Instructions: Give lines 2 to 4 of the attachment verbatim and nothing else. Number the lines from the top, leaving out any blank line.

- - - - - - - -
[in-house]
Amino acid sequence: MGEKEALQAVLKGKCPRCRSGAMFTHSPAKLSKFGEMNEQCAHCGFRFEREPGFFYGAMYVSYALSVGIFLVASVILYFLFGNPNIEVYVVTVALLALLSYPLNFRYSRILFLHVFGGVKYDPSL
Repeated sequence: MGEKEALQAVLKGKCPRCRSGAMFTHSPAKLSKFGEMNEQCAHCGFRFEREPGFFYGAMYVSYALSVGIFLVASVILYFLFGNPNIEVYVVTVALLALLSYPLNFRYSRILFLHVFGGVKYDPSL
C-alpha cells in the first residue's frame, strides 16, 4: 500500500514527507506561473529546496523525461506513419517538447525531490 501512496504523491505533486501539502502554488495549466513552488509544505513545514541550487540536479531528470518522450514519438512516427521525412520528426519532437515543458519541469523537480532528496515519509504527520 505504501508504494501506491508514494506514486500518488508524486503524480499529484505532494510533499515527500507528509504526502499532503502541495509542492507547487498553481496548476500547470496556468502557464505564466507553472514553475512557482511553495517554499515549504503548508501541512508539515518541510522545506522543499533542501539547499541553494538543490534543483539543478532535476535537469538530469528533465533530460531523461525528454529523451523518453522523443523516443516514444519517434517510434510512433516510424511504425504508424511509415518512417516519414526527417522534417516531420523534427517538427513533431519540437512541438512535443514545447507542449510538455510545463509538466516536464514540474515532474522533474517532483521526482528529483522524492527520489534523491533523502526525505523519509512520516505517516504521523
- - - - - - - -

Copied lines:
Amino acid sequence: MGEKEALQAVLKGKCPRCRSGAMFTHSPAKLSKFGEMNEQCAHCGFRFEREPGFFYGAMYVSYALSVGIFLVASVILYFLFGNPNIEVYVVTVALLALLSYPLNFRYSRILFLHVFGGVKYDPSL
Repeated sequence: MGEKEALQAVLKGKCPRCRSGAMFTHSPAKLSKFGEMNEQCAHCGFRFEREPGFFYGAMYVSYALSVGIFLVASVILYFLFGNPNIEVYVVTVALLALLSYPLNFRYSRILFLHVFGGVKYDPSL
C-alpha cells in the first residue's frame, strides 16, 4: 500500500514527507506561473529546496523525461506513419517538447525531490 501512496504523491505533486501539502502554488495549466513552488509544505513545514541550487540536479531528470518522450514519438512516427521525412520528426519532437515543458519541469523537480532528496515519509504527520 505504501508504494501506491508514494506514486500518488508524486503524480499529484505532494510533499515527500507528509504526502499532503502541495509542492507547487498553481496548476500547470496556468502557464505564466507553472514553475512557482511553495517554499515549504503548508501541512508539515518541510522545506522543499533542501539547499541553494538543490534543483539543478532535476535537469538530469528533465533530460531523461525528454529523451523518453522523443523516443516514444519517434517510434510512433516510424511504425504508424511509415518512417516519414526527417522534417516531420523534427517538427513533431519540437512541438512535443514545447507542449510538455510545463509538466516536464514540474515532474522533474517532483521526482528529483522524492527520489534523491533523502526525505523519509512520516505517516504521523